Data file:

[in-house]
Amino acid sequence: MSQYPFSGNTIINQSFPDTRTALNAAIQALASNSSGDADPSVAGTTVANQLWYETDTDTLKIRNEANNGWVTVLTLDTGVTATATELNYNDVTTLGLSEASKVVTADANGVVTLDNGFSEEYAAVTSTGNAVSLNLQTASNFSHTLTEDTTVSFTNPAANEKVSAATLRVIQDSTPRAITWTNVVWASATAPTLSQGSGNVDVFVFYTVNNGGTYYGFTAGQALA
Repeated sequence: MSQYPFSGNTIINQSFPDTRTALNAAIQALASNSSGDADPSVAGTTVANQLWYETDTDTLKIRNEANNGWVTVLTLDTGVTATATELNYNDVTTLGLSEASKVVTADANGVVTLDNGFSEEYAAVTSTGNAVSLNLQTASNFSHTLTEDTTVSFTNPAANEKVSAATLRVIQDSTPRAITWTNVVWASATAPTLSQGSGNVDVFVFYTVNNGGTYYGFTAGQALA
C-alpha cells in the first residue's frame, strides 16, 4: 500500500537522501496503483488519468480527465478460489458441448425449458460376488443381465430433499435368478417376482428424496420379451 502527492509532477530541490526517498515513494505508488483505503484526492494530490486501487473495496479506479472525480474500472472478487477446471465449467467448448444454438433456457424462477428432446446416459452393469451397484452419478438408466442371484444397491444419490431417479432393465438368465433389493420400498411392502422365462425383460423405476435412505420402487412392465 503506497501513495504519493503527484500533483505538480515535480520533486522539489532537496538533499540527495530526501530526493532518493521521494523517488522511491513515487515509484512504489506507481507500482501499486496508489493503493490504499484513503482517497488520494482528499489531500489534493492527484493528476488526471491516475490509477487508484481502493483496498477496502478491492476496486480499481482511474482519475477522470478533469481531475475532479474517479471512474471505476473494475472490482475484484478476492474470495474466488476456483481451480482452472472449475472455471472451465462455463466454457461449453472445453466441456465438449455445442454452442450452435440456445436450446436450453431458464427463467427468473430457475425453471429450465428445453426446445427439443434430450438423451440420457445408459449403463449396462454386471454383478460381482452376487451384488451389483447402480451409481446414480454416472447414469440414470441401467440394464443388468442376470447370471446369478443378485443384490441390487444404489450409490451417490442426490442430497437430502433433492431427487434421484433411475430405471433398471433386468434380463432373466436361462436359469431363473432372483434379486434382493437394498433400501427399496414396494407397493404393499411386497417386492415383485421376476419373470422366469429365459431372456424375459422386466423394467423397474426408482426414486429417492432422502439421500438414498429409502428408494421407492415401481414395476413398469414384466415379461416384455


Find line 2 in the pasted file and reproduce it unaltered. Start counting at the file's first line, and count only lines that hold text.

Amino acid sequence: MSQYPFSGNTIINQSFPDTRTALNAAIQALASNSSGDADPSVAGTTVANQLWYETDTDTLKIRNEANNGWVTVLTLDTGVTATATELNYNDVTTLGLSEASKVVTADANGVVTLDNGFSEEYAAVTSTGNAVSLNLQTASNFSHTLTEDTTVSFTNPAANEKVSAATLRVIQDSTPRAITWTNVVWASATAPTLSQGSGNVDVFVFYTVNNGGTYYGFTAGQALA